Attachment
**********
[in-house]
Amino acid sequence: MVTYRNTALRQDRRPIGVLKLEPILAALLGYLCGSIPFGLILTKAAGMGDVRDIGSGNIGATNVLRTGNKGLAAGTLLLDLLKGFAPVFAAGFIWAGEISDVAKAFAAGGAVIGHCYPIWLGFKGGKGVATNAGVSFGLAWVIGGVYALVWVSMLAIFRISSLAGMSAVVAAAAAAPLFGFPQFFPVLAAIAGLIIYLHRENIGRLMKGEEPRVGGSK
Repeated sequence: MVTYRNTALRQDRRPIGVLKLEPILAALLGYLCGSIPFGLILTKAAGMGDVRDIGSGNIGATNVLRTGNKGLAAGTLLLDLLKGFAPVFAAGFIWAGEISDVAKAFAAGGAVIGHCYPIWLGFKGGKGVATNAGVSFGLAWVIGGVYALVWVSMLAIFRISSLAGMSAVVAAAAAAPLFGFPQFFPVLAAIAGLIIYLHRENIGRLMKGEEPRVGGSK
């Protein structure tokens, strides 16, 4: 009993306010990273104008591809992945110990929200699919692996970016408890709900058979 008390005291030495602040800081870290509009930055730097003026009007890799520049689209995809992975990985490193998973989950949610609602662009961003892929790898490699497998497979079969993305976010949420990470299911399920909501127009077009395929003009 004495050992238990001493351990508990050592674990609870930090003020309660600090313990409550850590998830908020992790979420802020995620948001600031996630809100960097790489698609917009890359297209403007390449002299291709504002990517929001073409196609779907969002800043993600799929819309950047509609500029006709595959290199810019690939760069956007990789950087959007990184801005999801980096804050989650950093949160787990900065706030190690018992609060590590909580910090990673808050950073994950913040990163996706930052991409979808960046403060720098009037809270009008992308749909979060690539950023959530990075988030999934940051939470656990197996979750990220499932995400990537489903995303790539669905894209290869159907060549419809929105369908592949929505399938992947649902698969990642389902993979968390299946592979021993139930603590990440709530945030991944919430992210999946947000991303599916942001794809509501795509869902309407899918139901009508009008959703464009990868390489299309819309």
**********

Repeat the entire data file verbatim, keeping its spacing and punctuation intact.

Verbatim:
[in-house]
Amino acid sequence: MVTYRNTALRQDRRPIGVLKLEPILAALLGYLCGSIPFGLILTKAAGMGDVRDIGSGNIGATNVLRTGNKGLAAGTLLLDLLKGFAPVFAAGFIWAGEISDVAKAFAAGGAVIGHCYPIWLGFKGGKGVATNAGVSFGLAWVIGGVYALVWVSMLAIFRISSLAGMSAVVAAAAAAPLFGFPQFFPVLAAIAGLIIYLHRENIGRLMKGEEPRVGGSK
Repeated sequence: MVTYRNTALRQDRRPIGVLKLEPILAALLGYLCGSIPFGLILTKAAGMGDVRDIGSGNIGATNVLRTGNKGLAAGTLLLDLLKGFAPVFAAGFIWAGEISDVAKAFAAGGAVIGHCYPIWLGFKGGKGVATNAGVSFGLAWVIGGVYALVWVSMLAIFRISSLAGMSAVVAAAAAAPLFGFPQFFPVLAAIAGLIIYLHRENIGRLMKGEEPRVGGSK
């Protein structure tokens, strides 16, 4: 009993306010990273104008591809992945110990929200699919692996970016408890709900058979 008390005291030495602040800081870290509009930055730097003026009007890799520049689209995809992975990985490193998973989950949610609602662009961003892929790898490699497998497979079969993305976010949420990470299911399920909501127009077009395929003009 004495050992238990001493351990508990050592674990609870930090003020309660600090313990409550850590998830908020992790979420802020995620948001600031996630809100960097790489698609917009890359297209403007390449002299291709504002990517929001073409196609779907969002800043993600799929819309950047509609500029006709595959290199810019690939760069956007990789950087959007990184801005999801980096804050989650950093949160787990900065706030190690018992609060590590909580910090990673808050950073994950913040990163996706930052991409979808960046403060720098009037809270009008992308749909979060690539950023959530990075988030999934940051939470656990197996979750990220499932995400990537489903995303790539669905894209290869159907060549419809929105369908592949929505399938992947649902698969990642389902993979968390299946592979021993139930603590990440709530945030991944919430992210999946947000991303599916942001794809509501795509869902309407899918139901009508009008959703464009990868390489299309819309």